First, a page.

The Evolution of a Girl: Zelda – part 1
Although the famous series is called Legend of Zelda, my favourite princess does not have the screentime she deserves (in my humble opinion). No, the guy in the green hat is not Zelda and if you thought that I kindly request you to leave, play Ocarina of Time, come back and thank me for that great experience, and then continue reading this post. In short: Zelda is the princess of Hyrule and this princess character has been reimagined with almost every iteration of the game.
In the very first Zelda game, back in 1986, Zelda is pretty much only a game objective: save her. Not much (gross UNDERSTATEMENT) of her personality could shine through due to the technical limitations at the time. There was no room for extensive personality building through conversation or storytelling.
Time skip to 1998. For the first time we, although very polygonal, know what Zelda looks like in Ocarina of Time. We meet her as a child and when she is grown up. I would say that this iteration she is very vanilla. A quintessential advocate of justice who is concerned for her kingdom and oozes responsibility (seriously you guys are 8 or something go play and don’t worry about the world). This is an aspect often found in Zelda (calm and wise) because of her triforce affiliation.
Now I can hear you say: “but what about Sheik, that is not very vanilla”. To them I would say..mhhh it kind of is. Sheik is very much in line with her calm and wise demeanor and heavily leans into the “chooser of the chosen archetype”. The player only knows she’s (actually we don’t even know it’s a she) mysterious and guides link through the prophecy. Although this Zelda is a little more than the damsel in distress she still very much is…a damsel in distress. This may seem critical but don’t get me wrong. I think this Zelda is great, I love this iteration for two reasons. Because of the Sheik/Zelda thing she stimulates your imagination. She did not become a ninja overnight, it opens up a story oppertunity that the player can imagine/write themselves. The second reason is because this Zelda is ‘the mother tree’ in the Zelda forest. All the character traits that other future iterations will have, are found in this Zelda. From the rambunctious Tetra to the statuesque monarch of twilight, this Zelda iteration embodies them all.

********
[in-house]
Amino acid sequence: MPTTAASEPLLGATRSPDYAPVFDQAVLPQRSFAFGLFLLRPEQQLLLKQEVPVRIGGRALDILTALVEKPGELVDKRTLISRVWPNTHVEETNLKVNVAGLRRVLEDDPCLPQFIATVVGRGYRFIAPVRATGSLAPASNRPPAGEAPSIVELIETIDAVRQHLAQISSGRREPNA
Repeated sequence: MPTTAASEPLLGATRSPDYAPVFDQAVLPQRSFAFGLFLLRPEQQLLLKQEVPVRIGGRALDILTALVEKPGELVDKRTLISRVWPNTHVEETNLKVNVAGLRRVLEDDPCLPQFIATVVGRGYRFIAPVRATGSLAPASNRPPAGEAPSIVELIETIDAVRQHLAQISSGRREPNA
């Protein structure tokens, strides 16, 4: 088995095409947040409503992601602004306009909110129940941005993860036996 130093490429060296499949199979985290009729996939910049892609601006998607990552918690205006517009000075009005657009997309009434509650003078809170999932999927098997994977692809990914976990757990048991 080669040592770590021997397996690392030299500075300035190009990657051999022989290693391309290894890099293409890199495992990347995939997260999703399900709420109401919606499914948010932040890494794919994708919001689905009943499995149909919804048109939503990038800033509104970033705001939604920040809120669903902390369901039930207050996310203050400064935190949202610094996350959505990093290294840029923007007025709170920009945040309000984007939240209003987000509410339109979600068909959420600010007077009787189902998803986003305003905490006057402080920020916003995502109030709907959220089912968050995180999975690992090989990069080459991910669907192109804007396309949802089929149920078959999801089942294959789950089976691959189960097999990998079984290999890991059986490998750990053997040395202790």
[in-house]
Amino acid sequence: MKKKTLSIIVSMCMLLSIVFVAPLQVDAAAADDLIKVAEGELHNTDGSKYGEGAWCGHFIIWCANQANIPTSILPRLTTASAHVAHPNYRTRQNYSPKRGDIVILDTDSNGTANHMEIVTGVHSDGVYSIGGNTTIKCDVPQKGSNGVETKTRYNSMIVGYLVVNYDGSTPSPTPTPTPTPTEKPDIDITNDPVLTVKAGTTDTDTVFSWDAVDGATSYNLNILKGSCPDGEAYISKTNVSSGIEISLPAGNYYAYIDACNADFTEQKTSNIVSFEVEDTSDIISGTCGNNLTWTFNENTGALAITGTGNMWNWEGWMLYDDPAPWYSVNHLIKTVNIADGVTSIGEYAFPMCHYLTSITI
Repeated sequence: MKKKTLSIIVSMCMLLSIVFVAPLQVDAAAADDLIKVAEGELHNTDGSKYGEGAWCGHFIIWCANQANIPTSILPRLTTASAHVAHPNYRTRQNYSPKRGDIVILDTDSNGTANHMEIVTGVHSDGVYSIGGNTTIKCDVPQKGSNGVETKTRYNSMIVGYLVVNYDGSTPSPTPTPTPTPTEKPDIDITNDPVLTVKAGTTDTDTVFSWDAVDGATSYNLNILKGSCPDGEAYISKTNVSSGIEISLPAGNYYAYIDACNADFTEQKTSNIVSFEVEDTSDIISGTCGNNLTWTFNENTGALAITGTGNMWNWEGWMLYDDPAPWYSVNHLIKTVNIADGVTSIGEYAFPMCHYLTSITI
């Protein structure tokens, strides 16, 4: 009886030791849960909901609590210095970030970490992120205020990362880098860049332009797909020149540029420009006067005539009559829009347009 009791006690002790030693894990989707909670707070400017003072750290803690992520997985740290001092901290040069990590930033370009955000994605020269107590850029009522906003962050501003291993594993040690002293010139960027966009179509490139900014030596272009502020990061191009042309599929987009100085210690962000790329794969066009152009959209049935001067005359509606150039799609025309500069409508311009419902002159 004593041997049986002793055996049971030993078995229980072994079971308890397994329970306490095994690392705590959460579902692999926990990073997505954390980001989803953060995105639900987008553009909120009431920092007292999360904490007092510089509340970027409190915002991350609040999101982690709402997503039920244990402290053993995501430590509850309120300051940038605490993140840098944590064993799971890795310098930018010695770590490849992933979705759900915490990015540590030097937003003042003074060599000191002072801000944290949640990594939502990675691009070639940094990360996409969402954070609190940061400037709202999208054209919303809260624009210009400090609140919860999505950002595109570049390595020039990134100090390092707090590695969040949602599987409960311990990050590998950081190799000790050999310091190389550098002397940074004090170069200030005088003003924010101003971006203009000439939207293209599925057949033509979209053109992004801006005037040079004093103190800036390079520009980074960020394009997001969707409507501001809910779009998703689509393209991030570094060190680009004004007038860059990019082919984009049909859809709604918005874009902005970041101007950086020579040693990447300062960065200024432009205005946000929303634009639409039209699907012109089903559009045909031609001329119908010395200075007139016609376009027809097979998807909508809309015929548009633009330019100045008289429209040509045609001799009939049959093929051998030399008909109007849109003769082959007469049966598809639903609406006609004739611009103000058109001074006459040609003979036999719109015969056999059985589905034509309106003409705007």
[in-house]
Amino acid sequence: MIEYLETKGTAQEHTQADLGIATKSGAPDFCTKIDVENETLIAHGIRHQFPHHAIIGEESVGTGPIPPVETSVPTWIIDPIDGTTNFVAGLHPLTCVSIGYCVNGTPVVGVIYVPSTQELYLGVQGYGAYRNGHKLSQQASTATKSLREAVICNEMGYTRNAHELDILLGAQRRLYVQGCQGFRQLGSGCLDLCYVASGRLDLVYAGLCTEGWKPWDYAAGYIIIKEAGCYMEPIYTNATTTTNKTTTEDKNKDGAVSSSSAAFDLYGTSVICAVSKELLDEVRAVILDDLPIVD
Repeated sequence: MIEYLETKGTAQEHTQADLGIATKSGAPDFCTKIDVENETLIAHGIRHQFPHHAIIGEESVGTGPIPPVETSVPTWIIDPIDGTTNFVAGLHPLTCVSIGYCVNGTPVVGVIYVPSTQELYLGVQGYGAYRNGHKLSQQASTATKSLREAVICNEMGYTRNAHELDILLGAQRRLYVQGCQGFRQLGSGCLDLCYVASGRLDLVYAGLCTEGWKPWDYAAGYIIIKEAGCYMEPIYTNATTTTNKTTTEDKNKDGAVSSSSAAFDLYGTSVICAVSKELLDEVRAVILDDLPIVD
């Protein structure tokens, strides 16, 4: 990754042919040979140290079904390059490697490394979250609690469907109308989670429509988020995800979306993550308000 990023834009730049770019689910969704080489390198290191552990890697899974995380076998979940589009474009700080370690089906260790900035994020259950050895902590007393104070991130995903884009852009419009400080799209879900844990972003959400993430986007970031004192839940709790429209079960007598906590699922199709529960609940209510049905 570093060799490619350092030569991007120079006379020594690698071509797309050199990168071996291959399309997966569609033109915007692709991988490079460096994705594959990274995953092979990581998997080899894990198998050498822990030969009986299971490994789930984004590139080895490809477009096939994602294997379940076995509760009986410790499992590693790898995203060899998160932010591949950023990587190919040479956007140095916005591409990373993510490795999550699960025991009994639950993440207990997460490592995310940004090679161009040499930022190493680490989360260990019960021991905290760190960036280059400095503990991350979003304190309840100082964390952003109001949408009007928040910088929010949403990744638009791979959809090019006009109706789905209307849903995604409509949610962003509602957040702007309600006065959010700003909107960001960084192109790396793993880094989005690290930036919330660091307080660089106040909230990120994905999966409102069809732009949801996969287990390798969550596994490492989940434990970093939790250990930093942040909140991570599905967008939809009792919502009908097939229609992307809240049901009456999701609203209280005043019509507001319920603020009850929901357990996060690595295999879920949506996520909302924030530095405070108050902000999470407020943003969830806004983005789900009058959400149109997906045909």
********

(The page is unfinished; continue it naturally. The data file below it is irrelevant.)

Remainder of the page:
We go to the next tree in our Zelda forest: Tetra. Tetra is our princess in Wind Waker. She is the embodiment of rambunctious: a pirate captain. What I loved about Wind Waker is that Zelda/Tetra is a good fleshed out character, with habits and quirks. She fulfills the guiding role once again, but this time in a less “sage of the age” manner. Although Tetra becomes more docile in the second half of the series, her self-reliant side is omnipresent. She helps link destroy ganondorf and when all is well again, she chooses the pirate life over that of a princess. Noteworthy is that Tetra is one of the few iterations where she does not fulfill the “chooser of the chosen one” – archetype. In wind waker this is the king of the red lions (also known as boat). Tetra is a mentor to Link and an equal to him in being a chosen one.
In Twilight Princess the overall tone of the game is serious and thus Zelda’s portrayal is as well. Zelda is actually the monarch of hyrule. I like this take on Zelda a lot because it is the first time you see her as actual ruling royalty. Although she has less personality than Tetra, I think the distance between her and the player in the story is fitting. It fits so well because Twilight Princess feels like an epic, a story where a hero does grandiose things (not feel things). That isn’t to say there is no room for personality (Midna being the prime example), I think it is very telling what kind of person Zelda is when she finally realizes who Midna is and gives her life to save Midna’s or when after being mind controlled hops on the back of your horse and will help Link defeat ganondorf. This Zelda iteration embodies true royalty, without losing her strength. I think Nintendo wanted to underline this strength, because Twilight Princess has the first Zelda in full princess atire with her own sword, unsheathed.
Concluding, I think I can argue that the first Zelda was a founding mother of the character. Maybe designers, fans, or story writers, from that point on saw the many traits this character could possess and how many different forms she could take. To not overload your brain this will be a two (maybe three) parter. Next time we discuss the princess in Spirit Tracks, Skyward Sword and Breath of the Wild.
Anyways, take it easy and we’ll talk soon!